Wednesday, August 09, 2006

Will the rich Zimbabweans bring down Mugabe?

Mugabe's government's devaluation is causing the elite to lose a good deal of their money. It would be nice to think this would be enough to cause them to push him out, but Mugabe will doubtless offer some sort of compensation--likely more land or mineral rights--so they are kept happy. In any case, Mugabe isn't beholden to the elite; rather, it's the other way around. Still it's nice to dream of a Zimbabwe free of his heavy murderous hand.
For years, Zimbabweans have stoically accepted the convolutions of government economic policies that, most experts agree, have led to quadruple-digit inflation and impoverishment.

Zimbabwe's more affluent classes, however, may not be so complacent.

Only days after the government devalued its currency by 60 percent last week, the suburban Harare plantation of Gideon Gono, the chief of Zimbabwe's reserve bank, suddenly went up in flames Friday. Gono is the public face of the drastic new policies imposed last week and a close adviser to Robert Mugabe, Zimbabwe's authoritarian president since the country became independent in 1980. The fire, which the police have called suspicious, is seen as one sign of the bitter opposition to the latest economic moves among the wealthy - who, uncharacteristically, have much to lose this time.

The most visible change announced last week was a revaluation of Zimbabwe's currency, which has been rendered almost worthless by years of inflation that now exceeds 1,200 percent a year. The revaluation knocked three zeroes off the bank notes, changing the 20,000-dollar Zimbabwe bill into a 20-dollar bill, for example. The bill's actual value - 10 American cents at official rates, less than 3 cents at current black-market rates - remains unchanged.

Weary Zimbabweans, who must lug satchels of money to make even ordinary purchases, might applaud the move, which would lessen their burden. But Gono gave holders of the old bank notes only three weeks to exchange them for new ones. And he placed draconian limits on the amount they could trade: Individuals can exchange less than $150 a day at black-market rates, and companies are limited to a bit over $7,000.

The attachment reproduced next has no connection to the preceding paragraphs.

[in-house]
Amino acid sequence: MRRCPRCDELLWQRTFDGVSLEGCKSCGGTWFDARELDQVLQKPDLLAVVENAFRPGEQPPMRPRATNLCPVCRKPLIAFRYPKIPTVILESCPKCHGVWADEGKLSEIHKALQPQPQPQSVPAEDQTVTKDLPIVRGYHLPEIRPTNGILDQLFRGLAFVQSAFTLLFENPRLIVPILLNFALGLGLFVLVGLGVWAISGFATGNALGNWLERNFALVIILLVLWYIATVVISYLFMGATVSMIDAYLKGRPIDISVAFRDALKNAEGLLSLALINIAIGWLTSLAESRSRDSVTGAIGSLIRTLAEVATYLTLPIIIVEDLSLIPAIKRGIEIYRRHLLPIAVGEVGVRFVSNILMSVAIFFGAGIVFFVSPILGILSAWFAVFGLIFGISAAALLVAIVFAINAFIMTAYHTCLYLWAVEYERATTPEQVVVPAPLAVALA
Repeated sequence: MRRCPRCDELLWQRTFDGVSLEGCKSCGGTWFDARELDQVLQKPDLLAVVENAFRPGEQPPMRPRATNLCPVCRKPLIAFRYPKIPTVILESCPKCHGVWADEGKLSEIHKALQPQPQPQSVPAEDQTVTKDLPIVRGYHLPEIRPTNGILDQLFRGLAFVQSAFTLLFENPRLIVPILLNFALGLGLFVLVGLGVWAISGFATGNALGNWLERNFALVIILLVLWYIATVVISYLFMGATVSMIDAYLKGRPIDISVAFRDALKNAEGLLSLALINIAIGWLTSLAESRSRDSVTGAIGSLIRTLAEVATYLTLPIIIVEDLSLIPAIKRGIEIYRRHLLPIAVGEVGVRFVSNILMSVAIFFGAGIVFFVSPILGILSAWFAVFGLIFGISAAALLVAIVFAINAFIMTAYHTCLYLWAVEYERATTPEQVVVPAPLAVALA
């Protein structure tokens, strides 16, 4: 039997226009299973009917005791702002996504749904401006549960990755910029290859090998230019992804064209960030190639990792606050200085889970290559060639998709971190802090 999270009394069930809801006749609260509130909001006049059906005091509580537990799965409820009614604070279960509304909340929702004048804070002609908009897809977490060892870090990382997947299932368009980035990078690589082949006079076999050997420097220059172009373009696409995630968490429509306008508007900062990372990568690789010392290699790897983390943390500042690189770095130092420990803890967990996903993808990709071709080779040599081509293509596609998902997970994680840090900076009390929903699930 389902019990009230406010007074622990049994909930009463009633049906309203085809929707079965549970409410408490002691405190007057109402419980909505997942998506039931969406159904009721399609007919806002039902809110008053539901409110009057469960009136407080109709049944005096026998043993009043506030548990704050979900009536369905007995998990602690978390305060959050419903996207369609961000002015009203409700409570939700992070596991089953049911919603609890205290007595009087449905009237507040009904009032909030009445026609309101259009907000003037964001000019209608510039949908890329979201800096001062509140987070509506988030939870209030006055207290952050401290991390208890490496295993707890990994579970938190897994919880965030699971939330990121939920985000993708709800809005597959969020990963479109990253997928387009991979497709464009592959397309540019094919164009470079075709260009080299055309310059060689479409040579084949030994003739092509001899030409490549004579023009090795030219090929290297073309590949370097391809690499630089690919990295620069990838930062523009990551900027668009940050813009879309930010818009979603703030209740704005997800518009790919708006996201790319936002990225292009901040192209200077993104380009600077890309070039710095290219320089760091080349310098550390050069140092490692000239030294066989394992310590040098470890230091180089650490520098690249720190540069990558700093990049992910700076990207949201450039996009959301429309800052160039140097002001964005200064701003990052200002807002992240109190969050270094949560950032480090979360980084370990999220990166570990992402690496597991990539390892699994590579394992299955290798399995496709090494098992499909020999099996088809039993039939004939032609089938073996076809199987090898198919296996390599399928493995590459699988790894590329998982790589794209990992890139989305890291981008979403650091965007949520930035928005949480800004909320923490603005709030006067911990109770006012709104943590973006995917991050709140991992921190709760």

That struck directly at those who hoard large stacks of bank notes - principally, the wealthy who have benefited hugely from trading in Zimbabwe's black market in currency and other goods, and who cannot expose their riches by placing them in banks. Since the policy change last week, according to news reports, Zimbabwe has seen an explosion in purchases of automobiles, appliances and other luxuries as hoarders seek to convert their dollars into goods.

The police have confiscated billions of Zimbabwean dollars at roadblocks set up outside Harare and other big cities, and scores of people have been arrested for violating currency laws. Border guards were reported to have confiscated more than 100 billion dollars in old currency being smuggled back into the country.

But the greatest fallout, perhaps, has been political. Stunned members of Mugabe's cabinet, many of them wealthy by Zimbabwe standards, were reported to have sat on their hands when Gono announced the new currency policies in a July 31 speech. Zimbabwe's few independent newspapers have reported bitter infighting in Mugabe's inner circle between supporters of Gono and opponents who suspect that the new policies, dubbed "Operation Sunrise," are aimed at crippling them financially and politically.

"It has aroused much bitterness and resistance in the upper classes," said Eldred Masunugure, the chairman of the political science department at the University of Zimbabwe in Harare. There is talk, he said, that Gono "may be strategically locating himself for succession to President Mugabe," who is scheduled to retire in 20 months.

Mugabe has made clear his support for Gono's policies. His state security minister, Didymus Mutasa, warned this week that anyone who attempted to harm Gono would be "acting against the interests of the government and its people," and would be brought to justice.

Once one of Africa's richest countries, Zimbabwe was recently nominated by a panel of UN experts for the status of "least developed country," a badge of economic failure. [...]
It's worse than that. Mugabe has presided over the worst peacetime economic decline in history.